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Gentronix Reformats GreenScreen HC for Higher Throughput

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Scientists at Manchester, UK-based genotoxicity screening shop Gentronix this week said they have developed and validated a higher-throughput version of the company’s GreenScreen HC genotoxicity assay.

The new GADD45a-GFP human cell-based assay was reformatted from four compounds per 96-well microplate to test 12 compounds per plate from a starting concentration of 100 µM over three serial dilutions in a higher-throughput, automated screening mode, a company official told CBA News this week.

The Gentronix researchers, whose work was published this month in the Journal of Biomolecular Screening, found that the rate of positive genotoxicity results was 7.3 percent and the rate of cytotoxicity was 33 percent, which corresponded to what can be seen in proprietary collections of commercial customers of the GreenScreen HC assay, Andrew Knight, commercial services manager for Gentronix, told CBA News an e-mail.

The GreenScreen assay also demonstrated a higher specificity compared to an in silico genotoxicity assessment method using Derek for Windows software, and identified chemicals that were not highlighted for genotoxic potential.

Although higher-throughput screening from a fixed, low concentration reduces sensitivity to less potent genotoxins, previously reported high specificity (i.e., a very low rate of false positives) was maintained, said Knight. This is essential in early hazard assessment, where misclassification of a hazard can lead to the unnecessary rejection of useful compounds in drug development.

The theoretical, moderate throughput was approximately 750 compounds per week using manual or robotic protocols.

The protocol was used to screen 1,266 diverse compounds comprising the Sigma Library of Pharmacologically Active Compounds.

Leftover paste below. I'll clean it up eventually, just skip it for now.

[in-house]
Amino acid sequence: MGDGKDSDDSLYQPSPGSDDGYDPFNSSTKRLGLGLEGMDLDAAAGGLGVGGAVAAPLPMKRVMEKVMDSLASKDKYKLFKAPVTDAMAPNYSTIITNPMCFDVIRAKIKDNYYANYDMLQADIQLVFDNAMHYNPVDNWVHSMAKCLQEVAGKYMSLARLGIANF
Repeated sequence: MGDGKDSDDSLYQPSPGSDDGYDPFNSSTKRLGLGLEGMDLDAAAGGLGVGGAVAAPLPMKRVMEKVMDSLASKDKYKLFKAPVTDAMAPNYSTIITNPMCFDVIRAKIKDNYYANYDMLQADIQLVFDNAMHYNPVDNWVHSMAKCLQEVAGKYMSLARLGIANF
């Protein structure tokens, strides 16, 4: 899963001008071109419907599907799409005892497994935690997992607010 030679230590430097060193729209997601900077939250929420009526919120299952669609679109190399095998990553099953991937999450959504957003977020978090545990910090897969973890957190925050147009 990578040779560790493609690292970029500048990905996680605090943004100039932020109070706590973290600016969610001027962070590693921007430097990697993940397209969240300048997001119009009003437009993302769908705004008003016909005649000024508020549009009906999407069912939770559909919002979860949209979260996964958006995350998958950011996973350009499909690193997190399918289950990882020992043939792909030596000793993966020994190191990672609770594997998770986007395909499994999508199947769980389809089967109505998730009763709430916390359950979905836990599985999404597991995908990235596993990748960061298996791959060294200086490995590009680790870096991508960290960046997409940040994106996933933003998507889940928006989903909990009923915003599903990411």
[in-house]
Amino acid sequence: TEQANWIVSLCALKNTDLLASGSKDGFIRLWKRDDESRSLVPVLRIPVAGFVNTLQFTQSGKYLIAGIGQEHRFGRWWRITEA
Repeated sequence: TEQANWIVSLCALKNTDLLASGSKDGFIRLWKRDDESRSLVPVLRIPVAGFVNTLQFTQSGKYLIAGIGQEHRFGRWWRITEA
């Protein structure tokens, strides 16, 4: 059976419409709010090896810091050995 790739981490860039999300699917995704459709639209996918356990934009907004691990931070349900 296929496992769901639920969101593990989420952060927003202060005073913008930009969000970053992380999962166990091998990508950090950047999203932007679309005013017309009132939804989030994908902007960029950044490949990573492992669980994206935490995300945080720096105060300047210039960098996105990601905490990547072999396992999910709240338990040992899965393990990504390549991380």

“We knew that the data would increase confidence in the assay in the drug development field, at the hit-to-lead and lead optimization stages,” Knight said.

This screening campaign would have been a very large endeavor for a small biotech company without the high-throughput screening resources available to a large pharma, however. Knight pointed out that using the normal nine dilutions per compound of the standard assay would have required over 300 96-well plates to be set up.

“However, by testing from a lower top concentration than usual and restricting the testing to three dilutions, it became a readily achievable goal,” he said.

In comparison to the other in vitro mammalian genotoxicity assays, such as the Mouse Lymphoma Assay and Chromosome Aberration test, GreenScreen HC is fast, high-throughput, less labor intensive, and requires less compound — just a few milligrams, Knight said.

However, in a bid to streamline R&D activities and reduce overhead costs, pharmaceutical companies are increasingly turning to contract research organizations to conduct their routine genotoxicity testing. According to Knight, Gentronix has seen an upturn in its own service offering for GreenScreen HC in the last 12 months.

“This has also been helped by the development of GreenScreen HC to incorporate metabolic activation using S9 liver extracts, and the ability to screen relatively high numbers of compounds and report on results within a couple of weeks rather than months,” he said.

An early and reliable indication of genotoxic liability can equate to significant cost savings for pharmaceutical companies. If a wide choice of chemistry is available, candidate compounds with positive toxicity results may be dropped.

“These compounds are very likely to fail later in in vitro and in vivo genotoxicity assays, and they should not remain in the expensive drug development process longer than is necessary,” said Knight. He continued by saying that when less choice in terms of chemistry is available, “compounds might be returned to medicinal chemistry for modifications that might allow separation of genotoxic hazard from useful pharmacology.”

If the disease that the compounds are intended to treat is life threatening, they might be prioritized for follow-up studies for more comprehensive safety assessment, where dosing, et cetera, may be taken into account.

This allows valuable resources to be redirected to more promising chemistries and candidates. “GreenScreen HC results can also be applied in weight of evidence assessments where conflicting in vitro data arises, reducing the number of confirmatory rodent bioassays required,” Knight said.

This reformatted version of the GreenScreen HC assay will be available on request for applications in high-volume, high-throughput genotoxic liability screening of library compounds, said Knight. Gentronix continues to supply reagent kits for the standard GreenScreen HC assay that more fully profiles test chemicals over a wider concentration range.

In a new field of application, the reformatted GreenScreen HC has already been used in Phase 1 of the US Environmental Protection Agency’s ToxCast program to profile 320 pesticide compounds, Knight said. He added that, “the speed of testing and data processing, the clear presentation of results, and high reproducibility have been essential features of the assay for its successful involvement in this project.”

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